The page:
May 5, 2006

Letters to the Editor

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Medical profession needs to value all patients

I am writing this letter in response to a story in the April 21 issue of The Criterion.

The article discussed how Dr. Gregory Gramelspacher was teaching medical students to learn to respect and care for patients in their final days.

Although I applaud your including the story and am very supportive of what Dr. Gramelspacher is doing to encourage his students to develop empathy, I must admit that the article, nonetheless, concerns me.

I am a student at the Indiana University School of Nursing and will graduate in December.

The article made me concerned for my profession when I read that “[the student’s] regular home visits with the elderly man changed their relationship and her approach to becoming a doctor. She grew to care for the terminally ill patient as a person.”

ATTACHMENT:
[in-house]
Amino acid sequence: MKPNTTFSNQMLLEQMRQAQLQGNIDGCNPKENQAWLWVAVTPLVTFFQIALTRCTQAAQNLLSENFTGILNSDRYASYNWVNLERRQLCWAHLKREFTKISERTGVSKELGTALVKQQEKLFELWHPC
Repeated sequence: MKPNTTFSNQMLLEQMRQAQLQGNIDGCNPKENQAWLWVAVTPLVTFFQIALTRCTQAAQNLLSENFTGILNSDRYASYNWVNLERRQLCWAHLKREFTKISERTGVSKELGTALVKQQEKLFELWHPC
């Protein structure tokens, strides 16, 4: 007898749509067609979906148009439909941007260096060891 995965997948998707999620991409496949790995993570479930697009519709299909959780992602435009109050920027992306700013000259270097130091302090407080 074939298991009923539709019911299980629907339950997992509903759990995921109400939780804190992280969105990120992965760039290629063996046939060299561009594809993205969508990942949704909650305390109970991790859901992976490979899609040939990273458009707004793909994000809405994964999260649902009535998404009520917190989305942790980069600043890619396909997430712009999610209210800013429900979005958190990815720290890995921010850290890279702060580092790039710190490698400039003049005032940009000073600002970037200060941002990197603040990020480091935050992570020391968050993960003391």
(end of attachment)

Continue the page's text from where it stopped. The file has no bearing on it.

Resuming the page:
This, to me, begs the question “What kind of doctors are we turning out that are not caring for their patients as people?” and must be therefore caring for them as a specific illness instead of a live person with feelings, wishes, desires and faith.

I must say this absolutely appalls me, given all of the emphasis that has been placed on caring for the patient as a whole—body, mind and soul—and not just as a disease during my course of study.

I am concerned that the medical profession might be headed down a dangerous road if the kind of thinking that a patient is merely an illness continues to pervade.

Thank you, Dr. Gramelspacher, for trying to correct this problem and for including this article, but obviously, it’s an issue that needs much more work.

-Rebecca F. Helton, Indianapolis


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